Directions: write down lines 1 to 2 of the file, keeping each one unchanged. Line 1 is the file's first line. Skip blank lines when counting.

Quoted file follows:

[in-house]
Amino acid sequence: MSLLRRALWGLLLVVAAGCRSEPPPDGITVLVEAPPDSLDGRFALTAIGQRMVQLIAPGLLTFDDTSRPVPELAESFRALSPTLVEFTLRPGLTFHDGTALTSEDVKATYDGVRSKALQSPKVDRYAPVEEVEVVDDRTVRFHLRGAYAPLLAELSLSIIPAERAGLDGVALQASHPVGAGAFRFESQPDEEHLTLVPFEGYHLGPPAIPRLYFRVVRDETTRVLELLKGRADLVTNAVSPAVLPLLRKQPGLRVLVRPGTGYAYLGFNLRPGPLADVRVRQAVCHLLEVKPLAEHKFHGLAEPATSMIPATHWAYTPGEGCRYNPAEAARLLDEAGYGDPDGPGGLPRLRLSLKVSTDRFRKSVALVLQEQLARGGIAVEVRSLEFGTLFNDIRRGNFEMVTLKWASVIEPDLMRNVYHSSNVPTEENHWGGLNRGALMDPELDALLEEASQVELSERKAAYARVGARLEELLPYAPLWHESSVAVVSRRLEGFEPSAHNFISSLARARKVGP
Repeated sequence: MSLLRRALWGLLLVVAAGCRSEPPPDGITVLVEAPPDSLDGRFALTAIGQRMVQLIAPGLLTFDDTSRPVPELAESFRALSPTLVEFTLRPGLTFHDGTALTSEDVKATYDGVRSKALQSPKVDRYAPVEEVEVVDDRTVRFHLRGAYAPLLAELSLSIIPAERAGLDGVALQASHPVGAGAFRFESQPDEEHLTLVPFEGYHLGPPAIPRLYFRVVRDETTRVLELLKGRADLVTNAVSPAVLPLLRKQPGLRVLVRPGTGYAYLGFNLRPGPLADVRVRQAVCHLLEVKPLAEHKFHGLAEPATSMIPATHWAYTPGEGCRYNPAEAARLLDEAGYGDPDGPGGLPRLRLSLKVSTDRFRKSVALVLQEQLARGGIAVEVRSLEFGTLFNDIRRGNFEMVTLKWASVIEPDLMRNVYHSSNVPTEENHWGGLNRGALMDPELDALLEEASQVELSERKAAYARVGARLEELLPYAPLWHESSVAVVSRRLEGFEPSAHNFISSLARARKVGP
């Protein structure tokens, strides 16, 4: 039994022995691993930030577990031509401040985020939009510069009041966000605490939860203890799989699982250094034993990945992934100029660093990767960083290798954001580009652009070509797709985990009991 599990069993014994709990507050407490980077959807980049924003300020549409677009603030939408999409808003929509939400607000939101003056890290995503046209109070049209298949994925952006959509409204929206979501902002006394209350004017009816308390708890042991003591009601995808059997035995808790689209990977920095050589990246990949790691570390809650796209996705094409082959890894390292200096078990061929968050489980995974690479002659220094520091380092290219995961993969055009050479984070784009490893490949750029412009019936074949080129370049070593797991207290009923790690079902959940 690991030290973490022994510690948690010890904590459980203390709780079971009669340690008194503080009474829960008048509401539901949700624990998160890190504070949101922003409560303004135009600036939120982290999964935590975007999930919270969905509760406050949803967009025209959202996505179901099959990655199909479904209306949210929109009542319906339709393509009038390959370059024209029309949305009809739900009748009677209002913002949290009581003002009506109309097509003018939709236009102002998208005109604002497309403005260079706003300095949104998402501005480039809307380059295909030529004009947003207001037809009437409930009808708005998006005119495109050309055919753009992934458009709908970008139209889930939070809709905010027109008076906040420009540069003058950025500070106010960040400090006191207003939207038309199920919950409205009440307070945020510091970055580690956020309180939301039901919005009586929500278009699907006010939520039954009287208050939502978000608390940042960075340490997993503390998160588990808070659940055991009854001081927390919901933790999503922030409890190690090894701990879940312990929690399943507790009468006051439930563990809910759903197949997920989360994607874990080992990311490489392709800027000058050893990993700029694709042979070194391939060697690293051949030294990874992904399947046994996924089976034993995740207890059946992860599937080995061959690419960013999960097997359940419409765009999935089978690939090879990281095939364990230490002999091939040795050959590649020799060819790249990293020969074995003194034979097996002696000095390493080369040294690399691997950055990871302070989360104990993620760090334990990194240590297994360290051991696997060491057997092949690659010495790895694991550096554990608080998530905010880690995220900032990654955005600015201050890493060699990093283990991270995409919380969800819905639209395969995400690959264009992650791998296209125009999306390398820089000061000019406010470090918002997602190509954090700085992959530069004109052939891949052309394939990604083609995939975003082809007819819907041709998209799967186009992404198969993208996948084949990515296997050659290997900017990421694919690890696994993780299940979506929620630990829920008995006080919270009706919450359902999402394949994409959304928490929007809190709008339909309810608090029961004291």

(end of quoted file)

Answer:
[in-house]
Amino acid sequence: MSLLRRALWGLLLVVAAGCRSEPPPDGITVLVEAPPDSLDGRFALTAIGQRMVQLIAPGLLTFDDTSRPVPELAESFRALSPTLVEFTLRPGLTFHDGTALTSEDVKATYDGVRSKALQSPKVDRYAPVEEVEVVDDRTVRFHLRGAYAPLLAELSLSIIPAERAGLDGVALQASHPVGAGAFRFESQPDEEHLTLVPFEGYHLGPPAIPRLYFRVVRDETTRVLELLKGRADLVTNAVSPAVLPLLRKQPGLRVLVRPGTGYAYLGFNLRPGPLADVRVRQAVCHLLEVKPLAEHKFHGLAEPATSMIPATHWAYTPGEGCRYNPAEAARLLDEAGYGDPDGPGGLPRLRLSLKVSTDRFRKSVALVLQEQLARGGIAVEVRSLEFGTLFNDIRRGNFEMVTLKWASVIEPDLMRNVYHSSNVPTEENHWGGLNRGALMDPELDALLEEASQVELSERKAAYARVGARLEELLPYAPLWHESSVAVVSRRLEGFEPSAHNFISSLARARKVGP